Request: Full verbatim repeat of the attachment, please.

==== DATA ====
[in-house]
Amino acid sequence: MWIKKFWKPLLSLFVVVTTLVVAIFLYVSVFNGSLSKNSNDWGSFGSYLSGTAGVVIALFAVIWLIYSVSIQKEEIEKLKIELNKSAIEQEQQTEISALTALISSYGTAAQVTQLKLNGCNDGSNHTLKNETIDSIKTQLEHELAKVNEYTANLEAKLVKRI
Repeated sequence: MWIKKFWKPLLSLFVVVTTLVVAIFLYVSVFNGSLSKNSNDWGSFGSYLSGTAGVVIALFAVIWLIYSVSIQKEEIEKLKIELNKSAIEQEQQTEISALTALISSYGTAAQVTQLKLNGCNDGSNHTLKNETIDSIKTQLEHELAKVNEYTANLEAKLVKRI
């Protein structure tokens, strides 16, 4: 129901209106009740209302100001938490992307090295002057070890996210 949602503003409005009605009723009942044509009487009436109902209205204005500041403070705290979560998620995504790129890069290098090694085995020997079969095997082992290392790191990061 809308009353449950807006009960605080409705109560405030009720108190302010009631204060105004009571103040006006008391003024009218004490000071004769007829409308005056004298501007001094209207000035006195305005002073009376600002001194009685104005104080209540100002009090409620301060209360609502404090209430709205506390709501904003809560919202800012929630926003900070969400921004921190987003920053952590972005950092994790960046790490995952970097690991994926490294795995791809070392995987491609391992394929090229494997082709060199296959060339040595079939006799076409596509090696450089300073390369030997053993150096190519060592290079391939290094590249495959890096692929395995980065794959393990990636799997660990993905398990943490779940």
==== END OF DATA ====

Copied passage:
[in-house]
Amino acid sequence: MWIKKFWKPLLSLFVVVTTLVVAIFLYVSVFNGSLSKNSNDWGSFGSYLSGTAGVVIALFAVIWLIYSVSIQKEEIEKLKIELNKSAIEQEQQTEISALTALISSYGTAAQVTQLKLNGCNDGSNHTLKNETIDSIKTQLEHELAKVNEYTANLEAKLVKRI
Repeated sequence: MWIKKFWKPLLSLFVVVTTLVVAIFLYVSVFNGSLSKNSNDWGSFGSYLSGTAGVVIALFAVIWLIYSVSIQKEEIEKLKIELNKSAIEQEQQTEISALTALISSYGTAAQVTQLKLNGCNDGSNHTLKNETIDSIKTQLEHELAKVNEYTANLEAKLVKRI
């Protein structure tokens, strides 16, 4: 129901209106009740209302100001938490992307090295002057070890996210 949602503003409005009605009723009942044509009487009436109902209205204005500041403070705290979560998620995504790129890069290098090694085995020997079969095997082992290392790191990061 809308009353449950807006009960605080409705109560405030009720108190302010009631204060105004009571103040006006008391003024009218004490000071004769007829409308005056004298501007001094209207000035006195305005002073009376600002001194009685104005104080209540100002009090409620301060209360609502404090209430709205506390709501904003809560919202800012929630926003900070969400921004921190987003920053952590972005950092994790960046790490995952970097690991994926490294795995791809070392995987491609391992394929090229494997082709060199296959060339040595079939006799076409596509090696450089300073390369030997053993150096190519060592290079391939290094590249495959890096692929395995980065794959393990990636799997660990993905398990943490779940």